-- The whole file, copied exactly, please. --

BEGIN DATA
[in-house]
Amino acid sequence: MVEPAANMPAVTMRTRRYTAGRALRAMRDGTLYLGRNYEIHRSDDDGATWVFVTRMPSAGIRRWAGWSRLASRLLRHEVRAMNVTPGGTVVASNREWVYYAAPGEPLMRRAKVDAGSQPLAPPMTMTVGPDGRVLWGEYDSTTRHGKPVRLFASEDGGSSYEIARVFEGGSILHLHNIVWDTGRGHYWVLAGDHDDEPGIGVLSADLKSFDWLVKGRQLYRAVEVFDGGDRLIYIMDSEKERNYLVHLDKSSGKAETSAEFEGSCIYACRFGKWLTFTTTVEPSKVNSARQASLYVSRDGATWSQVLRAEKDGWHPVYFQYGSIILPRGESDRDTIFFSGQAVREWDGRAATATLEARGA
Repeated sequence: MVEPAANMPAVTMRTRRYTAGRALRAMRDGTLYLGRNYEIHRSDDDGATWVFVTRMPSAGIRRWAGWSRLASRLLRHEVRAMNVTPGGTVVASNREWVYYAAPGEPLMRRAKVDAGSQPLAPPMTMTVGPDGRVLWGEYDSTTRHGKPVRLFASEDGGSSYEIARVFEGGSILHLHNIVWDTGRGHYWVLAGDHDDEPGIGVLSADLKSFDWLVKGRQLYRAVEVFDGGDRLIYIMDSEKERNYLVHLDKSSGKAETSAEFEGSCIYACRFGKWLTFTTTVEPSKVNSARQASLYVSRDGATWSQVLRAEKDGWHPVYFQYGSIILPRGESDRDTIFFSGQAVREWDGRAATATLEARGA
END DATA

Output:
[in-house]
Amino acid sequence: MVEPAANMPAVTMRTRRYTAGRALRAMRDGTLYLGRNYEIHRSDDDGATWVFVTRMPSAGIRRWAGWSRLASRLLRHEVRAMNVTPGGTVVASNREWVYYAAPGEPLMRRAKVDAGSQPLAPPMTMTVGPDGRVLWGEYDSTTRHGKPVRLFASEDGGSSYEIARVFEGGSILHLHNIVWDTGRGHYWVLAGDHDDEPGIGVLSADLKSFDWLVKGRQLYRAVEVFDGGDRLIYIMDSEKERNYLVHLDKSSGKAETSAEFEGSCIYACRFGKWLTFTTTVEPSKVNSARQASLYVSRDGATWSQVLRAEKDGWHPVYFQYGSIILPRGESDRDTIFFSGQAVREWDGRAATATLEARGA
Repeated sequence: MVEPAANMPAVTMRTRRYTAGRALRAMRDGTLYLGRNYEIHRSDDDGATWVFVTRMPSAGIRRWAGWSRLASRLLRHEVRAMNVTPGGTVVASNREWVYYAAPGEPLMRRAKVDAGSQPLAPPMTMTVGPDGRVLWGEYDSTTRHGKPVRLFASEDGGSSYEIARVFEGGSILHLHNIVWDTGRGHYWVLAGDHDDEPGIGVLSADLKSFDWLVKGRQLYRAVEVFDGGDRLIYIMDSEKERNYLVHLDKSSGKAETSAEFEGSCIYACRFGKWLTFTTTVEPSKVNSARQASLYVSRDGATWSQVLRAEKDGWHPVYFQYGSIILPRGESDRDTIFFSGQAVREWDGRAATATLEARGA